Spirit Magazine focuses on sharing BC First Nations inspirational journey of health through wellness. The magazine shares success stories, new ideas, and offers helpful tools and tips for staying well.
Health & Wellness
This CBC News article includes a short video and looks at a program at Wanuskewin Heritage Park —a walking tour of medicinal plants used by Indigenous peoples. Or read Braiding Sweet: Indigenous Wisdom, Scientific Knowledge and the Teaching of Plants by Robin Wall Kimmerer. “As a botanist, Robin Wall Kimmerer has been trained to ask questions of nature with the tools of science. As a member of the Citizen Potawatomi Nation, she embraces the notion that plants and animals are our oldest teachers.” A delicious read.
Cancer Care Ontario invites health care professionals to earn certified credits and enhance knowledge and cultural competency of First Nations Inuit and Métis people by completing online courses.
Douglas Bird clothing represents strength in overcoming trauma. A powerful placement of images and words placed on garments that can be worn with pride and giving the people who wear these garments an uplifting sense of freedom.
Created by Niall Schofield empowers people whose lives have been affected by FASD. His story is one of triumph over life’s struggles through faith and determination. He knows first-hand what it takes to change your life.
Heartspeak is about sharing stories that inspire and providing inspirational educational media to support well-being and success. In this segment, Senator Murray Sinclair (Chair, Truth & Reconciliation Commission) provides background on the history of residential schools and the work of the Truth & Reconciliation Commission. He highlights the need to teach the history and intergenerational impact of residential schools and our shared responsibility to forge a new relationship of mutual respect and trust.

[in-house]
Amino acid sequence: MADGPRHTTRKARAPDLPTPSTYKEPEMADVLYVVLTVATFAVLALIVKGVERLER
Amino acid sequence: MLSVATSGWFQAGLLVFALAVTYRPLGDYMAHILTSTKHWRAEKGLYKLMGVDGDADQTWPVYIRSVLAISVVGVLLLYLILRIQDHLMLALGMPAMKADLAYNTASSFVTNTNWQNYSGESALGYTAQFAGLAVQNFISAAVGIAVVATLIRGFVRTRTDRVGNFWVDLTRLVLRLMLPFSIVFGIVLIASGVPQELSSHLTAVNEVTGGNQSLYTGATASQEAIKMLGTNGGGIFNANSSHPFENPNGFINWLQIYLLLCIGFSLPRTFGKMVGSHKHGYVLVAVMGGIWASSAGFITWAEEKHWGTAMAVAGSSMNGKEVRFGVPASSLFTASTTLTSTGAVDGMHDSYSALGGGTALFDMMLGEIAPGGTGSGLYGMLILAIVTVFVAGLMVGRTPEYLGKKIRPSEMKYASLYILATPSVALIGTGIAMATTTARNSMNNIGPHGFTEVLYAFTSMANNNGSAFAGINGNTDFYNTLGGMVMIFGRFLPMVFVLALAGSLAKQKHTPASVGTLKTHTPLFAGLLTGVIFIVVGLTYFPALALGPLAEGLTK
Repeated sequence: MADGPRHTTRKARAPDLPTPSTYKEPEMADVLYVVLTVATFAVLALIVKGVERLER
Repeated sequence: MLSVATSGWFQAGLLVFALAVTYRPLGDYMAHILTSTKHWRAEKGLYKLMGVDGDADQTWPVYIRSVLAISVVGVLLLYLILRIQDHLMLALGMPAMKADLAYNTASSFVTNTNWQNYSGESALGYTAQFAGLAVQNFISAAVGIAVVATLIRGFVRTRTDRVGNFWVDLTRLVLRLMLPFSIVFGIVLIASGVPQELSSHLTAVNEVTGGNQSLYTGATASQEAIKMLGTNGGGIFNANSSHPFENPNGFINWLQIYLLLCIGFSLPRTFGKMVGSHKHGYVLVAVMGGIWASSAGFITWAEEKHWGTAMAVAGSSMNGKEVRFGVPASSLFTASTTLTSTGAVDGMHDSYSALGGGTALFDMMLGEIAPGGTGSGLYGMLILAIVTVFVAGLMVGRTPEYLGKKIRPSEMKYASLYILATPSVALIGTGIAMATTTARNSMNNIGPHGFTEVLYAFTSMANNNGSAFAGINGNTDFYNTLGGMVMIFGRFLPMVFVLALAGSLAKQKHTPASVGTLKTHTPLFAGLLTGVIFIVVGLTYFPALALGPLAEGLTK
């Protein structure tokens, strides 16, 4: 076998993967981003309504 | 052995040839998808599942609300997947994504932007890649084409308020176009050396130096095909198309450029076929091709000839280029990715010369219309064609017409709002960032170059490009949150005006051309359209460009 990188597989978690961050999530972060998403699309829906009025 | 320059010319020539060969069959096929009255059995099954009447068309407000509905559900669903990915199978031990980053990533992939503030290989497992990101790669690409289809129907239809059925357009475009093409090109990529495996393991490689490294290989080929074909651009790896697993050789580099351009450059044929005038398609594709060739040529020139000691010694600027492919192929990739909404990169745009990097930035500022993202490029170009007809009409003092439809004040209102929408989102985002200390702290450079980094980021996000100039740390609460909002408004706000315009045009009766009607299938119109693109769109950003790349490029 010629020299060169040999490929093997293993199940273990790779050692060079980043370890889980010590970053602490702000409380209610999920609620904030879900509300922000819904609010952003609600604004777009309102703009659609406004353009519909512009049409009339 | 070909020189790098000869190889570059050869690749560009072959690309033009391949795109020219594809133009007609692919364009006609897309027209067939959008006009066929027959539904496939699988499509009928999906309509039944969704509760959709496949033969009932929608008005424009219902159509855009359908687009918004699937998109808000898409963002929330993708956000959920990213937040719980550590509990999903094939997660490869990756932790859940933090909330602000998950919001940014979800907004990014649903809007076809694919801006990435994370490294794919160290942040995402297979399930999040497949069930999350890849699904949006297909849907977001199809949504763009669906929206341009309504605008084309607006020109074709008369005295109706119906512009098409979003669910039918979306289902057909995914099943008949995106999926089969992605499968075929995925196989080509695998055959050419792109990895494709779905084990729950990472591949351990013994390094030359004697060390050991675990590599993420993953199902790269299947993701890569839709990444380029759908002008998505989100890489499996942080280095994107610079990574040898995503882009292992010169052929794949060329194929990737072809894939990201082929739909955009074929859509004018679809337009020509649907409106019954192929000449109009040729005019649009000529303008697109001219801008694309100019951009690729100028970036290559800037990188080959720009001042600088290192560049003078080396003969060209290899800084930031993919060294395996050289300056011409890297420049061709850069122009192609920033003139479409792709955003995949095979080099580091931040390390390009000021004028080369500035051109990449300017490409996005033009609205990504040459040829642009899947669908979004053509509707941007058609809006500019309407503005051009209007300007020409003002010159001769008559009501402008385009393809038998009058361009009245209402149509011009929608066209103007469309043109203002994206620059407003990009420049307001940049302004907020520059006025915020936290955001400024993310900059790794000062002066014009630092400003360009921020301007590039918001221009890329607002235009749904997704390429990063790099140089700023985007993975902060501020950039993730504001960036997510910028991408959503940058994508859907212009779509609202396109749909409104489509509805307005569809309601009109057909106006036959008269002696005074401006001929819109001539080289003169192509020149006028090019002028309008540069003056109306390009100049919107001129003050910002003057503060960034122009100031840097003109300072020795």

Everyone, at some point in their journey of Reconciliation, needs to read the 94 Calls to Action recommended by the Truth and Reconciliation Commission to “redress the legacy of residential schools and advance the process of Canadian reconciliation.” Or connect here to the Truth & Reconciliation Commission Final Report to read other sections and excerpts.
We have included this action in every category and every path on this website as a reminder of how important it is for us to understand the history and path of Reconciliation in our country.
Friendship Centres provide services to urban Indigenous communities. Friendship Centres were first established in the 1950s, and there are now more than 100 Centres across Canada. Find your local Friendship Centre through the National Association of Friendship Centres or visit:
Aboriginal Friendship Centres of Saskatchewan
Saskatoon Indian & Métis Friendship Centres
“Medicine is all around us. For centuries, Indigenous peoples found all of the medicine they needed on the land, using plants to treat a variety of ailments and conditions.” Learn more from the guides at Wanuskewin.
An article in Walrus magazine looks at the destruction of Indigenous food systems and asks what would it take to restore them.
Meet Dr. Nadine Caron, Canadas first female First Nations Surgeon on CBC Radio, The Current. Hear Dr. Caron talk about how traditional Indigenous healing practices and Western medicine can co-exist.
First Peoples, Second Class Treatment explores the role of racism in the health and well-being of Indigenous peoples in Canada. This extensive study was published by The Wellesley Institute and the entire study can be downloaded here.